Daimler AG, owner of the Mercedes-Benz brand, warned that a fall in demand for diesel cars and a switch to electric vehicles could force it to prop up its supplier base. Carmakers face increased legal and regulatory scrutiny over pollution levels produced by their diesel-engined vehicles after Volkswagen in 2015 admitted to cheating emission tests using engine management software.
To avoid a total ban on their diesel vehicles, Daimler and other carmakers have stepped up development of electric cars and agreed to update their engine management software to cut down pollution levels.
Daimler’s suppliers are being forced to invest to help electrify the entire Mercedes-Benz range by 2022, prompting the carmaker to use unusually frank language to warn about the impact of the shift to electrified cars in its report.
Daimler created a risk management committee to oversee its suppliers in the aftermath of the 2008 financial crisis, when some smaller companies ran into cash-flow problems, forcing Daimler to step in. Daimler said earlier this month that its profit growth would be dampened this year by spending on new technologies such as electric and autonomous vehicles. In its annual report, Daimler also said that political crises and uncertainties could lead to supply bottlenecks for specific raw materials, leading to volatile prices.
Daimler’s report showed that provisions stood at 14 billion euros (USD17.3 billion) at the end of 2017, 2.1 billion higher than a year earlier.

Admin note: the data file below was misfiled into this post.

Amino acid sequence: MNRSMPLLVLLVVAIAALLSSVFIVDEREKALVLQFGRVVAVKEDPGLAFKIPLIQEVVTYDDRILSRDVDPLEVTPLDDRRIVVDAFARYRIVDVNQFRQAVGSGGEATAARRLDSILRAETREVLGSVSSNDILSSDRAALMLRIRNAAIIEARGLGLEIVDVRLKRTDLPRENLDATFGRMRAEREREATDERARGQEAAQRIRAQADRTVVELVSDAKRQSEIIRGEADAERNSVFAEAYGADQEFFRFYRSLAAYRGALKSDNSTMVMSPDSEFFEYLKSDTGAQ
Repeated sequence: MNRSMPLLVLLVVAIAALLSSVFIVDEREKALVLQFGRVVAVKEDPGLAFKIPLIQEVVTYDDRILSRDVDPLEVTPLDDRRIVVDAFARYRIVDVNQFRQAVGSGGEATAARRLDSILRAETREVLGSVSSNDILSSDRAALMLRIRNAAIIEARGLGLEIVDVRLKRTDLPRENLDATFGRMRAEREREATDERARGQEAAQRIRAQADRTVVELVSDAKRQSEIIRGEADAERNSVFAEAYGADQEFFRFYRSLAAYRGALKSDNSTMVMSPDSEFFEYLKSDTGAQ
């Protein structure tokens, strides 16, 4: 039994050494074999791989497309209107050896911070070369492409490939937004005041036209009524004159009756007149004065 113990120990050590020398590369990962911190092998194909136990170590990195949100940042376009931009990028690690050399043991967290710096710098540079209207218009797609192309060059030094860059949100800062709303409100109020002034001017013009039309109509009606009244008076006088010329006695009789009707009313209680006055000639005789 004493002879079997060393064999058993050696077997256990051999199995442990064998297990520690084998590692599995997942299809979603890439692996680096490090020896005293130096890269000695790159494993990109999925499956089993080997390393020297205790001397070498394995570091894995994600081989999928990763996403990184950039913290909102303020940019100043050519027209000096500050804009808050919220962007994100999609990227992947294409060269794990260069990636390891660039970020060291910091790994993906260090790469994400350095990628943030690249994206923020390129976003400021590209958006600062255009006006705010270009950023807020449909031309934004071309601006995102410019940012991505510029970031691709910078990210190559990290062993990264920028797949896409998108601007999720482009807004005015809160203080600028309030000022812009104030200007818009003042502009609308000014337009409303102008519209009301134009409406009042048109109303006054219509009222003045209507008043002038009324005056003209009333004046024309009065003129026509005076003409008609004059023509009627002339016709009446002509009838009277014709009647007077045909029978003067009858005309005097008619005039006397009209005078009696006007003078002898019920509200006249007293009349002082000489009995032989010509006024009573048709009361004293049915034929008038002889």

The Stuttgart-based carmaker did not provide a detailed breakdown of the rise but said it was primarily due to increased obligations from sales transactions, provisions for warranty obligations, and provisions relating to legal proceedings.
Daimler is being sued by owners of diesel-engined Mercedes-Benz vehicles in the United States in a class-action suit which alleges the German carmaker used software to reduce emissions.
Daimler views the lawsuit as being without merit, but added it could not quantify the legal risks from class-action lawsuits, the annual report showed.
Among the legal risks faced by Daimler is a regulatory probe tied to raids at several car manufacturers and suppliers, with regard to steel purchasing. Daimler reiterated in its report that it was cooperating in full with the authorities.
Daimler also said in its report that Chief Executive Dieter Zetsche’s total remuneration for 2017 amounted to 8.61 million euros, an increase from 7.61 million euros a year earlier.